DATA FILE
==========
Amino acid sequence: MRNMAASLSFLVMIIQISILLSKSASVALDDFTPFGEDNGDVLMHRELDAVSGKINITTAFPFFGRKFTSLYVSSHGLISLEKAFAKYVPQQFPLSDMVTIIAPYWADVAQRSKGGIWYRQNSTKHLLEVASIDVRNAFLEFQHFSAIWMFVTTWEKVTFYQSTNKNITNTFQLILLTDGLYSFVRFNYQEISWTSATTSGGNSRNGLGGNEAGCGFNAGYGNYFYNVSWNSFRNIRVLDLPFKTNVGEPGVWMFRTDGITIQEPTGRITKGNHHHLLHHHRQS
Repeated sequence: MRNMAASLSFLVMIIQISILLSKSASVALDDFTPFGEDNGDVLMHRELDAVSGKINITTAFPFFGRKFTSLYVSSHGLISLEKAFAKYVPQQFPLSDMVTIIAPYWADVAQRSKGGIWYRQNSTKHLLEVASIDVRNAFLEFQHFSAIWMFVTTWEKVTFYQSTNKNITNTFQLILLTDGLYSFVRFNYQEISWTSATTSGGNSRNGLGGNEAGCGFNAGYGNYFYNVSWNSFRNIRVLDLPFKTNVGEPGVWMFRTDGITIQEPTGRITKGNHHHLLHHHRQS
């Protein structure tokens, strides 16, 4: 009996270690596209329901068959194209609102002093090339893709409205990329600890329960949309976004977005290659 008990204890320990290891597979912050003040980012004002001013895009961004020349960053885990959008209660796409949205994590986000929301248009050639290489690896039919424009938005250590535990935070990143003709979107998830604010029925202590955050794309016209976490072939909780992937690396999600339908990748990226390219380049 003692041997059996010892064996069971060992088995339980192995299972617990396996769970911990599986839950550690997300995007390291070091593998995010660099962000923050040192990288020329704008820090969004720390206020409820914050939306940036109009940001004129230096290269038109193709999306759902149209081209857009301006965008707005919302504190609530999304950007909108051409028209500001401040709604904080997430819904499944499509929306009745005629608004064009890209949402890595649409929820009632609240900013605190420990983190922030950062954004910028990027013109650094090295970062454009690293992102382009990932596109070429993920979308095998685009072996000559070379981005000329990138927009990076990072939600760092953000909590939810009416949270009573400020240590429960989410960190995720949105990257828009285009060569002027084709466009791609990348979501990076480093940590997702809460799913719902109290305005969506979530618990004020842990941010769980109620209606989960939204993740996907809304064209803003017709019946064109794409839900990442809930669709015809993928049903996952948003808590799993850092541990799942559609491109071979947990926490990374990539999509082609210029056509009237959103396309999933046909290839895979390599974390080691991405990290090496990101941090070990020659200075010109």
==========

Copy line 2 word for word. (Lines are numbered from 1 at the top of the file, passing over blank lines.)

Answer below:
Repeated sequence: MRNMAASLSFLVMIIQISILLSKSASVALDDFTPFGEDNGDVLMHRELDAVSGKINITTAFPFFGRKFTSLYVSSHGLISLEKAFAKYVPQQFPLSDMVTIIAPYWADVAQRSKGGIWYRQNSTKHLLEVASIDVRNAFLEFQHFSAIWMFVTTWEKVTFYQSTNKNITNTFQLILLTDGLYSFVRFNYQEISWTSATTSGGNSRNGLGGNEAGCGFNAGYGNYFYNVSWNSFRNIRVLDLPFKTNVGEPGVWMFRTDGITIQEPTGRITKGNHHHLLHHHRQS